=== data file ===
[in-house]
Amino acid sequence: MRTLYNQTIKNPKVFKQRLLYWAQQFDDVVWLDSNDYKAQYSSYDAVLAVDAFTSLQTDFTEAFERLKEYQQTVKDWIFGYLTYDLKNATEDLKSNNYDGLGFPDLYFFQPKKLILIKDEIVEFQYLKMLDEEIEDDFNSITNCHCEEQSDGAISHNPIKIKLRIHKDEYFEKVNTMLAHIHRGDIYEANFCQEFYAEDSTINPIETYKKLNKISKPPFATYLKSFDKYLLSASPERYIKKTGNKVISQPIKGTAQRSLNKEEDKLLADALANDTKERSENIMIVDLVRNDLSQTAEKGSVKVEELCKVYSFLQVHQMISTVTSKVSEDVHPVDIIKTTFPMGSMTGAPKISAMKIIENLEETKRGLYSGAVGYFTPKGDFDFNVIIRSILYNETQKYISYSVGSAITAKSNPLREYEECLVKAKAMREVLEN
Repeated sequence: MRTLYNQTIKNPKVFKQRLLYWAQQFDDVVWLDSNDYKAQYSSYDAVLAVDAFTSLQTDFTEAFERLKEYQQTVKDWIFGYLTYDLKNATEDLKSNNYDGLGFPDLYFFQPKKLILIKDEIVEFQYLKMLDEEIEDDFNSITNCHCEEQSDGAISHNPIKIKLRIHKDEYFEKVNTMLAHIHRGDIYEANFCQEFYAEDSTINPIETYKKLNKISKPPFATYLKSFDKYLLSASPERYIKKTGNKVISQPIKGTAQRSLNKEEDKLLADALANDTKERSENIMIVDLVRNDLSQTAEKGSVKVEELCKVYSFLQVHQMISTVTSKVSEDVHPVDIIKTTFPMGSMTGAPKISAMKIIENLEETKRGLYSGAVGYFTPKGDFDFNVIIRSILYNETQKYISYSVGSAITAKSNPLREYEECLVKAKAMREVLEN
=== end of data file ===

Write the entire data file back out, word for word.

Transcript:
[in-house]
Amino acid sequence: MRTLYNQTIKNPKVFKQRLLYWAQQFDDVVWLDSNDYKAQYSSYDAVLAVDAFTSLQTDFTEAFERLKEYQQTVKDWIFGYLTYDLKNATEDLKSNNYDGLGFPDLYFFQPKKLILIKDEIVEFQYLKMLDEEIEDDFNSITNCHCEEQSDGAISHNPIKIKLRIHKDEYFEKVNTMLAHIHRGDIYEANFCQEFYAEDSTINPIETYKKLNKISKPPFATYLKSFDKYLLSASPERYIKKTGNKVISQPIKGTAQRSLNKEEDKLLADALANDTKERSENIMIVDLVRNDLSQTAEKGSVKVEELCKVYSFLQVHQMISTVTSKVSEDVHPVDIIKTTFPMGSMTGAPKISAMKIIENLEETKRGLYSGAVGYFTPKGDFDFNVIIRSILYNETQKYISYSVGSAITAKSNPLREYEECLVKAKAMREVLEN
Repeated sequence: MRTLYNQTIKNPKVFKQRLLYWAQQFDDVVWLDSNDYKAQYSSYDAVLAVDAFTSLQTDFTEAFERLKEYQQTVKDWIFGYLTYDLKNATEDLKSNNYDGLGFPDLYFFQPKKLILIKDEIVEFQYLKMLDEEIEDDFNSITNCHCEEQSDGAISHNPIKIKLRIHKDEYFEKVNTMLAHIHRGDIYEANFCQEFYAEDSTINPIETYKKLNKISKPPFATYLKSFDKYLLSASPERYIKKTGNKVISQPIKGTAQRSLNKEEDKLLADALANDTKERSENIMIVDLVRNDLSQTAEKGSVKVEELCKVYSFLQVHQMISTVTSKVSEDVHPVDIIKTTFPMGSMTGAPKISAMKIIENLEETKRGLYSGAVGYFTPKGDFDFNVIIRSILYNETQKYISYSVGSAITAKSNPLREYEECLVKAKAMREVLEN